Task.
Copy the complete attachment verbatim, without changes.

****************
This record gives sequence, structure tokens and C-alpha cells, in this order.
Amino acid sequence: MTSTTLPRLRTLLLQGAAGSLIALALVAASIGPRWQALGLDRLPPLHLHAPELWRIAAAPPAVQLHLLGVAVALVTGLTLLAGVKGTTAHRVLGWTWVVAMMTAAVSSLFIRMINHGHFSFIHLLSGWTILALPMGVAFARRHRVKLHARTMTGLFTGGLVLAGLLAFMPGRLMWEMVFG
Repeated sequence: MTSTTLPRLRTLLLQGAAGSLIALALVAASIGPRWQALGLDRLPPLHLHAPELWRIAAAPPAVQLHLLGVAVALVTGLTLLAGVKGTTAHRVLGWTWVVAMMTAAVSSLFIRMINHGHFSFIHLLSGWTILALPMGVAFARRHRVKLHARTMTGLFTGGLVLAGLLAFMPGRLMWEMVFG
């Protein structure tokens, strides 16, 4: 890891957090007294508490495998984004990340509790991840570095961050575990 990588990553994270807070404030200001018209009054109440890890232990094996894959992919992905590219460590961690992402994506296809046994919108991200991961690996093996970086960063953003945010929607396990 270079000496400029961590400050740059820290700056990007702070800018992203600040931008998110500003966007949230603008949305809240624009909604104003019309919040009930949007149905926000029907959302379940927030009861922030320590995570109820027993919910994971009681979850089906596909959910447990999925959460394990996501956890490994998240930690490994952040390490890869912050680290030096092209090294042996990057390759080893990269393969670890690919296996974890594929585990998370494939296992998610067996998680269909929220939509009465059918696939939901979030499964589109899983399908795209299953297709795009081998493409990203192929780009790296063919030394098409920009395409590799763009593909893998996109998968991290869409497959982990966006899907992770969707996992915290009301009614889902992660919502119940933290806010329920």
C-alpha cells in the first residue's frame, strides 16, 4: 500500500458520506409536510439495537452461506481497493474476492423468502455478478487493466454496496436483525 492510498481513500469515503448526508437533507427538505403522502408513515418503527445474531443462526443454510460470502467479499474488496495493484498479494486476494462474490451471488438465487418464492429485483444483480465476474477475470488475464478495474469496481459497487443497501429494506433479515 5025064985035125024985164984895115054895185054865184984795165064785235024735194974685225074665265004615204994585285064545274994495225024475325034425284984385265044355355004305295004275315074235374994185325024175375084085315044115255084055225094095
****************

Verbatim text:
This record gives sequence, structure tokens and C-alpha cells, in this order.
Amino acid sequence: MTSTTLPRLRTLLLQGAAGSLIALALVAASIGPRWQALGLDRLPPLHLHAPELWRIAAAPPAVQLHLLGVAVALVTGLTLLAGVKGTTAHRVLGWTWVVAMMTAAVSSLFIRMINHGHFSFIHLLSGWTILALPMGVAFARRHRVKLHARTMTGLFTGGLVLAGLLAFMPGRLMWEMVFG
Repeated sequence: MTSTTLPRLRTLLLQGAAGSLIALALVAASIGPRWQALGLDRLPPLHLHAPELWRIAAAPPAVQLHLLGVAVALVTGLTLLAGVKGTTAHRVLGWTWVVAMMTAAVSSLFIRMINHGHFSFIHLLSGWTILALPMGVAFARRHRVKLHARTMTGLFTGGLVLAGLLAFMPGRLMWEMVFG
């Protein structure tokens, strides 16, 4: 890891957090007294508490495998984004990340509790991840570095961050575990 990588990553994270807070404030200001018209009054109440890890232990094996894959992919992905590219460590961690992402994506296809046994919108991200991961690996093996970086960063953003945010929607396990 270079000496400029961590400050740059820290700056990007702070800018992203600040931008998110500003966007949230603008949305809240624009909604104003019309919040009930949007149905926000029907959302379940927030009861922030320590995570109820027993919910994971009681979850089906596909959910447990999925959460394990996501956890490994998240930690490994952040390490890869912050680290030096092209090294042996990057390759080893990269393969670890690919296996974890594929585990998370494939296992998610067996998680269909929220939509009465059918696939939901979030499964589109899983399908795209299953297709795009081998493409990203192929780009790296063919030394098409920009395409590799763009593909893998996109998968991290869409497959982990966006899907992770969707996992915290009301009614889902992660919502119940933290806010329920």
C-alpha cells in the first residue's frame, strides 16, 4: 500500500458520506409536510439495537452461506481497493474476492423468502455478478487493466454496496436483525 492510498481513500469515503448526508437533507427538505403522502408513515418503527445474531443462526443454510460470502467479499474488496495493484498479494486476494462474490451471488438465487418464492429485483444483480465476474477475470488475464478495474469496481459497487443497501429494506433479515 5025064985035125024985164984895115054895185054865184984795165064785235024735194974685225074665265004615204994585285064545274994495225024475325034425284984385265044355355004305295004275315074235374994185325024175375084085315044115255084055225094095